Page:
Set Measurable Usability Goals
Topics on this Page
- Creating Measurable Usability Goals
- Measuring Your Usability Goals
- Examples of Measuring Usability Goals
To determine your site’s usability, you need to create measurable usability goals. Typical usability goals include time, accuracy, overall success, and satisfaction measures.
- Time: Set a goal for the overall time the user will need to carry out a task on your site. You can also break that down into separate goals for time to:
- Get to the application or the right page
- Use the application or understand the information
- Recover from an error
- Accuracy: Set a goal for the accuracy with which the user carries out the task. You can also break it down into separate goals for the number of:
- Unproductive navigation choices or searches
- Errors in using an application
- Misunderstandings of information
- Success: Set a goal to measure users’ success with your site. For example:
- Identify an application new users will go to for help if they need it, find the help they need there, and get back to their original task within 2 minutes
- Set a goal that repeat visitors be able to successfully complete a task without using the help feature
- Satisfaction: Set a goal that users are happy with their experience on your site. You can also set separate satisfaction goals for:
- Content detail and language
A good way to set measurable usability goals is to observe users doing similar tasks or seeking similar information. You can also conduct a usability test of your current site. You should record data on potential measures including time, accuracy, success, and satisfaction. If users have problems during the test then set specific goals to improve each of the problem areas.
When you set usability goals, you cannot say, "the system response time is going to be very slow, so we will set our time goal to account for that slow response." Users will leave your site if it is too slow. You must set a goal that matches users' needs and expectations and find a design solution to improve system response time if that is going to keep you from meeting the usability goal.
If you are developing a Web application, your application must allow users to do their tasks at least as fast with as few errors and as much success and satisfaction as their current way of working. Ideally, it should let them be faster, more accurate, more successful, and more satisfied. Otherwise, they won't use it.
If you are developing an informational Web site, your site must outperform other ways users get the same information—phone, printed material, and other websites.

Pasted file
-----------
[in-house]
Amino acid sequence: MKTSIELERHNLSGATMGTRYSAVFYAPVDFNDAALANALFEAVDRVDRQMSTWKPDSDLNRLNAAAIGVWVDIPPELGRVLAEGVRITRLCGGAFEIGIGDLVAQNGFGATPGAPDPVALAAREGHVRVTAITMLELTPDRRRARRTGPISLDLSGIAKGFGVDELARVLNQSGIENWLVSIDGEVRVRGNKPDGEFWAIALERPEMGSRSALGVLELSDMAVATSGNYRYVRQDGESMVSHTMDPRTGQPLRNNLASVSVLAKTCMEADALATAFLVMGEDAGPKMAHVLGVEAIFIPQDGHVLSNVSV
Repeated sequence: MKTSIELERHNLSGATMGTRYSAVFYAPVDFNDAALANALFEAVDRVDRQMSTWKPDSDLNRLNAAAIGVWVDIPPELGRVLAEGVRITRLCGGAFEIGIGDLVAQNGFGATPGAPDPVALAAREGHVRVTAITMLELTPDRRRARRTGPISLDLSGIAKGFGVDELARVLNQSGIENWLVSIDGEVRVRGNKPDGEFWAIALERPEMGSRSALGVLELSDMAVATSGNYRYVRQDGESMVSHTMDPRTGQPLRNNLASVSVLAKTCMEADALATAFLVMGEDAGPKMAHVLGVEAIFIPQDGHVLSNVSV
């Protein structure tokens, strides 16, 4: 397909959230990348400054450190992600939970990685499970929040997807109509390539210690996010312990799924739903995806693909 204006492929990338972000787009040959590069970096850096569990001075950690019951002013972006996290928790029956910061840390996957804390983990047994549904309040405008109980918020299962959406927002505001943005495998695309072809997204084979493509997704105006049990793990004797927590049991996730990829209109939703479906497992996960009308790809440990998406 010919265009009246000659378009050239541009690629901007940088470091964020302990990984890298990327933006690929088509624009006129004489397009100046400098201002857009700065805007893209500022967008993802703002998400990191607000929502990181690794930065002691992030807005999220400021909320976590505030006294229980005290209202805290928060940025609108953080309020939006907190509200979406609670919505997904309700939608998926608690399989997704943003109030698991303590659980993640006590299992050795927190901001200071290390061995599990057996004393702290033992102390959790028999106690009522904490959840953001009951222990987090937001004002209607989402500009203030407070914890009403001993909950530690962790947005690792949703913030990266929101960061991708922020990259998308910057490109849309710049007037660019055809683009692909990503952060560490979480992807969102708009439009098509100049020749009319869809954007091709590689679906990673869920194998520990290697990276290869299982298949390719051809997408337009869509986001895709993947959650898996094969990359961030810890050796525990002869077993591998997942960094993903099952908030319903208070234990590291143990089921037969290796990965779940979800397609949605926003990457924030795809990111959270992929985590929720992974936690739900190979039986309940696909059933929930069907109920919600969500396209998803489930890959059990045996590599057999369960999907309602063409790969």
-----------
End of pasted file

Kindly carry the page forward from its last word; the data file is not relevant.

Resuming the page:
Measuring Your Usability Goals
Consider time, accuracy, and success as more important than satisfaction ratings when measuring your usability goals. If users give the site low ratings, you need to fix your site. However, if users give the site high ratings, you may not be getting a true picture.
In usability testing, we find that users often give high satisfaction ratings even when they have problems using a site. They may:
- Be blaming themselves for the problems
- Not want to hurt your feelings
- Be being polite rather than saying what they really think
Examples of Measuring Usability Goals
Web site level scenarios refer to overall site or performance goals. For example:
- 95% of customers will be able to find and order a product.
- 95% of physicians will be able to find, read, and understand the latest information on lung cancer treatments.
- 95% of travelers will be able to make their own airline reservations.
- All trained "service representatives" will be able to handle an average of 25 customer calls per hour.
Scenario level refers to two or more pages and addresses issues related to one major type of user interaction). For example:
- 90% of users will be able to find a specific article on thyroid cancer within three minutes.
- 90% of users will be able to read an "update" article on skin cancer in less than five minutes.
- 90% of users will be able to make an airline reservation in less than five minutes.
Page level is always within a page and is usually the homepage. For example:
- 90% of users will be able to find and click on a specified link within 15 seconds.
- 90% of users will be able to find and click on a specified graphic within two seconds.
- The page will download in five seconds or less on systems using a broadband connection.
Widget or control level refers to menus and selection tools. For example:
- 95% of users will be able to use the dropdown selection box to find and select a specific color.
- 95% of users will be able to use the alphabetical list to select information on lung cancer.
- 95% of users will be able to use radio buttons to make a selection.